H-891. A Phase 2 Safety and Efficacy Study of Bevirimat (BVM) in Heavily Treatment Experienced HIV+ Patients Identifies the Target Phase 3 Study Profile
Session: Slide Session: Antiretroviral Therapy
Sunday, October 26, 2008: 12:00 AM
Room: Independence A (Grand Hyatt)
Background: BVM is a novel HIV-1 maturation inhibitor targeting the Gag capsid SP-1 cleavage site. A prior 10 day study showed a 1 log viral load reduction (VLR) in patients given BVM 200mg QD. A separate retrospective analysis showed that patients without key baseline Gag polymorphisms at Q369, V370 or T371 were more likely to respond to BVM. Methods: In a Phase 2 double-blind, randomized dose escalation study, 59 treatment-experienced patients with >1 primary resistance mutation received 2 weeks of BVM or placebo as functional monotherapy on top of a failing (VL >2000 copies/mL) background regimen. Patients initially received a 400mg BVM tablet dose, or placebo; in the modified study, patients received a 250, 300, 350 or 400mg BVM liquid dose, or placebo. Results: Of 44 patients given the assigned BVM dose, the mean VL change was -0.6 log copies/mL (+0.05 log for 13 patients given placebo); 12/13 (92%) patients with BVM trough levels >20 ug/mL and without the key Gag polymorphisms had a VLR >0.5 log; 10/13 (77%) had a VLR >1.0 log (group mean VLR: -1.26 log). 32/46 (70%) BVM treated patients and 10/13 (77%) placebo treated patients had >1 adverse event (AE). For BVM and placebo treated patients respectively, the most common AEs were diarrhea (22%; 39%), nausea (20%; 31%) and headache (20%; 23%); all were Grade 1. For BVM and placebo treated patients respectively, the most common lab changes were: glucose (13%; 8%), total cholesterol (11%, 15%) and triglycerides (9%, 15%); nearly all were Grade 2. Conclusion: Through 2 weeks BVM and placebo were similarly well tolerated, and responder patients with BVM troughs >20 ug/mL had a high magnitude VLR of 1.26 log. Planned Phase 3 studies will employ these criteria to confirm the utility of BVM in treatment-experienced patients.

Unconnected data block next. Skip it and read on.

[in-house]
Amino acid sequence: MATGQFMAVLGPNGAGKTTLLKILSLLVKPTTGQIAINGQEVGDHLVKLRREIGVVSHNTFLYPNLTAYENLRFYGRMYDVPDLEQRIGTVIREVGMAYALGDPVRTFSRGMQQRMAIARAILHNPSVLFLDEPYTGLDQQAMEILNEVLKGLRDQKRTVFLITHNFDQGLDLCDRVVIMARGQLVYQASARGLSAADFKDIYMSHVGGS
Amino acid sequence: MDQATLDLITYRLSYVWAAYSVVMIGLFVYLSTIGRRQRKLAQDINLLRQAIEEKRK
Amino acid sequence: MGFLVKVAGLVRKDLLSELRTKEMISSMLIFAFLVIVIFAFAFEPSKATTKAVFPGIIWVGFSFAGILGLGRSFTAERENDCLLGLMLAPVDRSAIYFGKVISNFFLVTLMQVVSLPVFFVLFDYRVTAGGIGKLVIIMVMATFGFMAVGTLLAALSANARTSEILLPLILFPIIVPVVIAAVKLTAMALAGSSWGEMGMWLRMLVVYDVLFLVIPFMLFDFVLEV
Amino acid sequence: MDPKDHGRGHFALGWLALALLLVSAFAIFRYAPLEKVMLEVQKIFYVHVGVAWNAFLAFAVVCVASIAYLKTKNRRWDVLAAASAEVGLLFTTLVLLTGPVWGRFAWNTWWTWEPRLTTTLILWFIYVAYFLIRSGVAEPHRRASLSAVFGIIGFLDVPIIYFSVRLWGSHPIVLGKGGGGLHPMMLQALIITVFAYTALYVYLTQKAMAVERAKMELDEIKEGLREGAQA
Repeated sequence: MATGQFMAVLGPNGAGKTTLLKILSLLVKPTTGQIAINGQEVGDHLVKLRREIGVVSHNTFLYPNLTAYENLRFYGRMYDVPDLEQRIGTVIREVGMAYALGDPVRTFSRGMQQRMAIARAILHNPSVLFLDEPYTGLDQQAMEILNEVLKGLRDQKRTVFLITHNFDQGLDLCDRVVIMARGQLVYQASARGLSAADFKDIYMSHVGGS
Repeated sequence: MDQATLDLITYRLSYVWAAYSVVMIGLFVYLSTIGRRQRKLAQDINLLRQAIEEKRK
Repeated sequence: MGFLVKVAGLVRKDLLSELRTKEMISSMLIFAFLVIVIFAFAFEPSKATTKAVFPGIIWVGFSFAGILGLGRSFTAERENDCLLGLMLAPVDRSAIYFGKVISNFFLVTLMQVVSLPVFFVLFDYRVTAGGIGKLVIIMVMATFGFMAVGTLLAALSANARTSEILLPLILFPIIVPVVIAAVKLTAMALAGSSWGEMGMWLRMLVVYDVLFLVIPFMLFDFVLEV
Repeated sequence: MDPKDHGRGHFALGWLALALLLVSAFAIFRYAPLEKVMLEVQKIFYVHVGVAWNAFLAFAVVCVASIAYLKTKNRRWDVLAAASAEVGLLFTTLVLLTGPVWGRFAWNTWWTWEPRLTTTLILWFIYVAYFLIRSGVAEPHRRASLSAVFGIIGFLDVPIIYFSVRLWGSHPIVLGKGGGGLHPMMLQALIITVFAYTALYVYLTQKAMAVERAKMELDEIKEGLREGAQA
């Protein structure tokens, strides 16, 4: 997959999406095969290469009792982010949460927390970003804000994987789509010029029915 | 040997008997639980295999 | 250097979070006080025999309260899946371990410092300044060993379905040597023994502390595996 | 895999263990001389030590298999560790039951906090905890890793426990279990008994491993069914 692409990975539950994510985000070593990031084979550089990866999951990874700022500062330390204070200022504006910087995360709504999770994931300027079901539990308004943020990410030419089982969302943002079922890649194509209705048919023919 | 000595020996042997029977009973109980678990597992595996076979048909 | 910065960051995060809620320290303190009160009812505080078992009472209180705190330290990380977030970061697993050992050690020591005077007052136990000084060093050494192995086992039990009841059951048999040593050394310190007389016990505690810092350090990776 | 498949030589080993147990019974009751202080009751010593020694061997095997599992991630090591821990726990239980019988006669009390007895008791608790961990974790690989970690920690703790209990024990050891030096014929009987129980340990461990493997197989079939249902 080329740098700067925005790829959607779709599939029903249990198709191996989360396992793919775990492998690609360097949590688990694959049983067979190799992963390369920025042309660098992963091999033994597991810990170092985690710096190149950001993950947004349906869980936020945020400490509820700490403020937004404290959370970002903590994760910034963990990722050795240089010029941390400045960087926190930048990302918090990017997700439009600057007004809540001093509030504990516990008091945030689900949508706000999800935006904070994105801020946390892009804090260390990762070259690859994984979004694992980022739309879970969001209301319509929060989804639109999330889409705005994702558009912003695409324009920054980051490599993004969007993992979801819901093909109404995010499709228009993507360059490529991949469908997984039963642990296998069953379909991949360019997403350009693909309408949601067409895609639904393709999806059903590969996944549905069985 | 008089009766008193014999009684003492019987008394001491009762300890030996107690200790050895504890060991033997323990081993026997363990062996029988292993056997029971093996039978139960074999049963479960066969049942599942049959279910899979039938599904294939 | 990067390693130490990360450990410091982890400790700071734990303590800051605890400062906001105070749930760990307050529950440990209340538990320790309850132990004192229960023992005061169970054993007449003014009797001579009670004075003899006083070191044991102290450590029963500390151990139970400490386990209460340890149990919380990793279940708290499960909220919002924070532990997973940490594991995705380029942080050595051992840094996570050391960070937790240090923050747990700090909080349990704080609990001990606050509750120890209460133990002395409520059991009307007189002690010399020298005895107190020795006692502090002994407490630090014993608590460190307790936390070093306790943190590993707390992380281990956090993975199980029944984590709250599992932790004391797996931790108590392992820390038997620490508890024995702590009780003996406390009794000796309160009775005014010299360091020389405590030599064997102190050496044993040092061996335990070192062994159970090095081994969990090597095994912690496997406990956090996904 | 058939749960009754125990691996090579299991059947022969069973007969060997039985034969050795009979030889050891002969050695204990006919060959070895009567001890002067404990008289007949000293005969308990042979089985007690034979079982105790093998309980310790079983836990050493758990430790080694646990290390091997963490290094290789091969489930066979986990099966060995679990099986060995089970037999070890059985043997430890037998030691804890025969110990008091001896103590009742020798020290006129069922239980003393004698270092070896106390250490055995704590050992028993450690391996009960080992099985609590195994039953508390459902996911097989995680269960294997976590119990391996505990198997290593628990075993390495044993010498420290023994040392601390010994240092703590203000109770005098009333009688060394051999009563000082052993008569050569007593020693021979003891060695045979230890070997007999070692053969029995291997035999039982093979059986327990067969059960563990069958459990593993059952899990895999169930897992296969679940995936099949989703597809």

Calvin Cohen, MD, MSc1, Cynthia Brinson2, David Martin3, Gary Richmond, MD, FACP, FCCP4, Jacob Lalezari, MD5, Maria Gigliotti6, Melanie Thompson, MD7, Richard Elion8, Scott McCallister6 and  J. Lalezari,
Merck Role(s): Investigator, Received: Research Support.
Glaxo SmithKline Role(s): Investigator, Received: Research Support.
Tibotec/JNJ Role(s): Investigator, Received: Research Support.
Boehringer Ingelheim Role(s): Investigator, Received: Research Support.
Panacos Role(s): Investigator, Received: Research Support.
Pharmasset Role(s): Investigator, Received: Research Support.
Pfizer Role(s): Investigator, Received: Research Support.
Roche Role(s): Investigator, Received: Research Support.
Koronis Role(s): Investigator, Received: Research Support.
Progenics Role(s): Investigator, Received: Research Support., (1)Comunity Research Initiative of New England, Boston, MA, (2)CTCR, (3)Panacos, Gaithersburg, MD, (4)North Broward Hospital District,, Ft. Lauderdale, FL, (5)Quest Clinical Research, San Francisco, CA, (6)Panacos, (7)ARCA, (8)Whitman Walker Clin.

BIOGRAPHICAL SKETCH
CALVIN J. COHEN, MD, MSc
Research Director
Community Research Initiative of New England and
Harvard Vanguard Medical Associates
Calvin J. Cohen, M.D., M.Sc., is the Research Director of Community Research Initiative of New England. In addition, he is the Research Director of Harvard Vanguard Medical Associates, a Clinical Instructor at Harvard Medical School, and Staff Physician at Brigham and Women's Hospital.
Dr. Cohen earned his B.A. degree at Cornell University, his M.D. at the Albert Einstein College of Medicine, and his M.Sc. at the Harvard School of Public Health. After graduating, he completed his internship and residency in medicine at Beth Israel Hospital in Boston. He also served as Chief Medical Resident at the Veterans Administration Hospital in Brockton, Massachusetts, under the auspices of Harvard Medical School. His fellowship in general internal medicine was completed at Harvard Medical School.
Dr. Cohen's research interests include the study and antiviral treatment of HIV/AIDS and related topics. He has served as co-chair of the Scientific Advisory Committee of the AmFAR Community-Based Clinical Trial Network and was a co-investigator of the Harvard AIDS Clinical Trial Unit. In addition to his clinical and research roles, Dr. Cohen is currently a member of the Executive Committee of the INSIGHT network, an NIH-supported network of clinician-researchers. He is also a co-Principal Investigator of the New England AIDS Education and Training Center.